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property and debt comes into the bankruptcy estate. But the Nevada Supreme Court recently highlighted a negative consequence when one spouse files but the other does not: the debtor is limited to a single set of exemptions and cannot assert exemptions for the non-filing spouse. In re Fox, 129 Nev. A.O. 39, 302 P.3d 1137 (2013). Personal circumstances, however, still might warrant the protection of a second vehicle. For example, a debtor may assert a separate exemption for a vehicle equipped or modified to provide mobility for a dependent with a permanent disability. NRS 21.090(1)(p). This exemption is distinguishable from the standard vehicle exemption at issue in the prior decision from the Nevada Supreme Court, because statutory language explicitly permits a debtor to separately exempt a vehicle “for the use by … the judgment debtor’s dependent.” If the debtor provides evidence of his ownership of the vehicle and of a dependent’s permanent disability, the vehicle is completely
exempt. Longmore, supra; see Pro Nitro, LLC v. Pro Racing Fuels, LLC, No. 3:06–cv–00119– HDM–VPC, 2010 WL 3748750 (D. Nev. Sept. 20, 2010) (discussing ownership requirement to assert exemptions). Another recent decision suggests a possible hybrid basis for an unlimited vehicle exemption claim. Nevada’s vehicle exemption is not limited to a car, because “vehicle” is not defined in the exemption statutes. In re Alexander, 472 B.R. 815 (BAP 9th Cir. 2012). In that case, the Bankruptcy Court had cited Nevada’s other statutes as broadly defining “vehicle” such that it allows a vehicle exemption for a non-motorized trailer. And, on review, the appellate court also looked at the plain language meaning of “vehicle” as including “any conveyance used in transporting passengers or things by land, water or air.” Under this definition, “vehicle” could include a boat or a plane. However, the standard vehicle exemption would only provide $30,000 in protection if joint debtors stacked their exemptions, potentially a pittance compared to the value of a boat or plane owned by wealthy debtors. But, if the boat or plane was modified to provide mobility for a permanent disability, a combined reading of statutes and cases might result in a complete exemption of the boat or plane. While this unlimited exemption may be hypothetical, other creative arguments have been made to get around the $15,000 cap in the standard vehicle exemption. In a high profile case, the debtor sought to exempt a 1968 Shelby Mustang valued at $125,000, citing Nevada’s unlimited exemption for family keepsakes. NRS 21.090(1)(a); In re Molasky, Case No. 08-14517 (Bankr. D. Nev. 2012). The debtor claimed the vehicle had great sentimental value, because he had received a similar one from his father as a teenager. The Bankruptcy Court ruled that the vehicle was not a keepsake or exempt, because it was not the same one that he had received many years earlier from his father. In that case, the exemption failed as a factual matter, but that might not be the case involving debtors from generations of wealth who had actually inherited vehicles.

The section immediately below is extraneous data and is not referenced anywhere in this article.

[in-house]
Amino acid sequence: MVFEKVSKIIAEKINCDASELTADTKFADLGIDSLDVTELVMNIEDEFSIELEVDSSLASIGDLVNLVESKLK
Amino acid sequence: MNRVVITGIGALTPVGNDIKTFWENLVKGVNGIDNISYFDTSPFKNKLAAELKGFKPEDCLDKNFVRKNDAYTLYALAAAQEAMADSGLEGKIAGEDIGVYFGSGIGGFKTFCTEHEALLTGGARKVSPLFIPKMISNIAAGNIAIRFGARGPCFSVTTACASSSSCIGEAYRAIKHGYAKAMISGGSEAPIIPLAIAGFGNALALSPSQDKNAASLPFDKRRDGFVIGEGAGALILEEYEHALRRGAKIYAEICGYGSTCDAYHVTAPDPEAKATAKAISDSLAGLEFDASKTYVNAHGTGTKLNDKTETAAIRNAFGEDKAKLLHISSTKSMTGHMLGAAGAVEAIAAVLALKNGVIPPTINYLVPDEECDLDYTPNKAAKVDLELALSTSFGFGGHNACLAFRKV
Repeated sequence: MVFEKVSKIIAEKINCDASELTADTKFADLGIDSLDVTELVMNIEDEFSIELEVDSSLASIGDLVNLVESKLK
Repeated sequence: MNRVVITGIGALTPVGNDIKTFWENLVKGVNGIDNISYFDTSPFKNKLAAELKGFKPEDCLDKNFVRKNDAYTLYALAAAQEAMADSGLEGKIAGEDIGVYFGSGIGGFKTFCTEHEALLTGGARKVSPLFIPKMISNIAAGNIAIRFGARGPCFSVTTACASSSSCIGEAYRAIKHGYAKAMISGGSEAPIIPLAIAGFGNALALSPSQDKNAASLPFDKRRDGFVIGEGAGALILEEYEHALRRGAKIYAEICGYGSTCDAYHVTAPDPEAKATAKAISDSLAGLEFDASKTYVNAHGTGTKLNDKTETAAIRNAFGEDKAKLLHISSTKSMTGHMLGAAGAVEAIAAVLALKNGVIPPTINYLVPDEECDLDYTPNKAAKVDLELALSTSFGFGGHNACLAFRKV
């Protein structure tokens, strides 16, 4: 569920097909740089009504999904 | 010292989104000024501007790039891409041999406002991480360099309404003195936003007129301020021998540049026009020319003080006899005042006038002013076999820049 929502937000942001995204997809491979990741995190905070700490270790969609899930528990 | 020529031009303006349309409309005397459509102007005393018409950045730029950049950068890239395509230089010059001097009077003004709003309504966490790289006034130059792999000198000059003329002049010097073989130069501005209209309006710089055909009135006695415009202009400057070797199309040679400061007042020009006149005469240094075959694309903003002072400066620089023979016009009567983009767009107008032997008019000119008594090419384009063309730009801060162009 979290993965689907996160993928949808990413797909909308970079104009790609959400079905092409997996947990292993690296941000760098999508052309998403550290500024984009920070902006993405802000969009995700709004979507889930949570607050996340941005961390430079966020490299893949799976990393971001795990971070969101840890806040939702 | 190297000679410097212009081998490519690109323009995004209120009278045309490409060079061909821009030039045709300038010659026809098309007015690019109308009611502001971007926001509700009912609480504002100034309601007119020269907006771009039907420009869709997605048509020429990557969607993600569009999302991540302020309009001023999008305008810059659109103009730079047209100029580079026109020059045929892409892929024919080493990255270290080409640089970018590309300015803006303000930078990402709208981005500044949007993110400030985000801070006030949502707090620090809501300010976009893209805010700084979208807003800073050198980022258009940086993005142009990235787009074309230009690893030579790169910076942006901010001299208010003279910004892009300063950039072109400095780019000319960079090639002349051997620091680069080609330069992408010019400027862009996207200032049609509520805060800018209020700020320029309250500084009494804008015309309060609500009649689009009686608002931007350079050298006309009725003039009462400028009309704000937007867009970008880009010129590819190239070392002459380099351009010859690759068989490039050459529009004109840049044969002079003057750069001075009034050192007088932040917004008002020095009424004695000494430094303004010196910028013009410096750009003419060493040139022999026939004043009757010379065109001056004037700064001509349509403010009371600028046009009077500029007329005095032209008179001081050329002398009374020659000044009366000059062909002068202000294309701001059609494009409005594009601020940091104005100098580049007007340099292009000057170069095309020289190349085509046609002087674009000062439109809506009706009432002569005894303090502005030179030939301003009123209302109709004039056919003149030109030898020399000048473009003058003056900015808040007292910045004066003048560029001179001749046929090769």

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homestead exemption here. If property owners divorce and one of them seeks to exempt Nevada property, the question of residence will be central. Compare In re Greene, 583 F.3d 614 (9th Cir. 2009) (discussing date of acquisition of property, without addressing whether debtor’s residence in tent constituted dwelling house for residence to claim exemption), aff’g & rev’g in part 346 B.R. 835 (Bankr. D. Nev. 2006).
What if the debtor is divorced?
The Nevada Supreme Court recently held that residence is a key requirement for claiming a homestead exemption. In re Nilsson, 129 Nev. Adv. Op. 101, 315 P.3d 966 (2013). Given the number of people owning second homes or investment property in Nevada, this ruling on residence may have significant implications on the availability of the
LOUIS M. BUBALA, III is a partner with Armstrong Teasdale LLP, advising clients on bankruptcy and other financial disputes in Reno and Las Vegas. He authors the Nevada section in the annual West’s Bankruptcy Exemption Manual.